The Personalized Medicine Coalition has released its annual report on precision medicine trends at the Food and Drug Administration (FDA). Their analysis covers FDA approvals in 2019, including new milestones in the continued pursuit of the precision medicine paradigm—the right drug for the patient at the right time, and at the right dose. While these findings illustrate a significant dip in novel precision medicine approvals from 2018 (down from 42% to 25%), we’re still seeing remarkable innovation in areas like siRNA and cystic fibrosis.
Here are 8 key takeaways from the report:
- 12 total personalized medicines were approved by FDA in 2019, including 11 new molecular entities (NMEs) and 1 new gene therapy
- Personalized medicines topped 20% of FDA approvals for the 6th year in a row. FDA CDER approved 11 NMEs in 2019, representing 25% of its 44 therapeutic approvals; FDA CBER approved 1 new gene therapy. Note for context that the percentage calculations only include year-over-year comparisons concerning CDER approvals.
- 5 of the 12 newly approved personalized medicines are designed to reverse previously unmitigated root causes of certain congenital diseases such as spinal muscular atrophy (SMA), Duchenne muscular dystrophy, cystic fibrosis, and sickle cell disease.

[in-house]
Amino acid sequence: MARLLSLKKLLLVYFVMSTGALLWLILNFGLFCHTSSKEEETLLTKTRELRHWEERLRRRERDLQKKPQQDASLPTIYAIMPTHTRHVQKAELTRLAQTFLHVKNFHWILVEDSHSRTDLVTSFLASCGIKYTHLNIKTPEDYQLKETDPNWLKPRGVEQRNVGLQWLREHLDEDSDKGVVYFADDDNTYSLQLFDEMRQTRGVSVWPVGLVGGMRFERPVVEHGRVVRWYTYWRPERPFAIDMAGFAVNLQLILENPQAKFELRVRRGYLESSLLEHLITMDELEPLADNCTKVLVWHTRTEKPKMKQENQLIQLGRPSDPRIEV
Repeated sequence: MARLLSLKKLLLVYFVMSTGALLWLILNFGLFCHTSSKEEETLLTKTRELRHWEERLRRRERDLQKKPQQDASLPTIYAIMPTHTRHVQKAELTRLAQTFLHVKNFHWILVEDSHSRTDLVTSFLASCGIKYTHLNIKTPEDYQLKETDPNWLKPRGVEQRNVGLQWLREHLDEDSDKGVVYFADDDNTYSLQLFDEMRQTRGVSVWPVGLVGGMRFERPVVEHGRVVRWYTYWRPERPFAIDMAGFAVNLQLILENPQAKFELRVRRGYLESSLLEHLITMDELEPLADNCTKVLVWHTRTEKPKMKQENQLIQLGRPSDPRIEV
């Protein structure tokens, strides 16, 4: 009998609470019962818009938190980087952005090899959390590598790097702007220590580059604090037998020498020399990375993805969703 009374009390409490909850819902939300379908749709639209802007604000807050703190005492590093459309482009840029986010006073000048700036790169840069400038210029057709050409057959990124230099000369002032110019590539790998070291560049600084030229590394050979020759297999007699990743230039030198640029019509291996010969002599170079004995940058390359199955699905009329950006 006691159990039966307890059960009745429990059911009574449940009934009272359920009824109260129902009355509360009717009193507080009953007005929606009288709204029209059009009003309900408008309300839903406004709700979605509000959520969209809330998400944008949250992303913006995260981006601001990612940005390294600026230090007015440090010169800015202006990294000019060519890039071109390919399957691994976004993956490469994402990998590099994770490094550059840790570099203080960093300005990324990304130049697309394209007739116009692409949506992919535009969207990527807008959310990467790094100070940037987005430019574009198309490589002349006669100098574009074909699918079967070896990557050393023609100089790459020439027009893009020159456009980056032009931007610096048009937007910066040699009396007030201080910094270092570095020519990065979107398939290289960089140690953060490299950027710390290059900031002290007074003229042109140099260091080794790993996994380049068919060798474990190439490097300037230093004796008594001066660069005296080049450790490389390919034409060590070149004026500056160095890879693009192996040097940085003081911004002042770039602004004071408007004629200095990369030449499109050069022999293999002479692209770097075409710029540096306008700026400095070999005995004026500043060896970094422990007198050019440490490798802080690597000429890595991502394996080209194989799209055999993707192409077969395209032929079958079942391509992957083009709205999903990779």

- FDA approved many significant new personalized medicine indications for previously existing drugs in 2019 for new molecularly defined subsets of patients. These approvals redefine the drugs’ intended populations and often provide patients with more effective personalized treatment options. If these new indications were added to the list of ‘new’ personalized medicines in 2019, the number would more than double, increasing by 15.
- 2019 marked the emergence of siRNA treatments with the approval of Givlaari (givosiran) for the second FDA approval of a new class of personalized medicine drugs called small interfering ribonucleic acid (siRNA) treatments, which selectively target and silence a portion of RNA involved in causing disease.
- Several biosimilars for personalized medicines were also approved in 2019, include biosimilars for Rituxan (rituximab) and Gleevec (imatinib).
- In 2019, FDA’s CDRH approved or cleared seven new or expanded in vitro diagnostic tests that underpin personalized medicine strategies.
- For the first time in 2019, FDA qualified a digital medical device development tool of a personalized medicine test type. The OsiriX CDE Software Module is the first biomarker test for brain injury and may help innovators more efficiently enroll patients, based on their individual characteristics, in clinical trials of therapeutic medical devices intended to be used to treat mild traumatic brain injury.
For more details, the coalition’s report can be accessed here.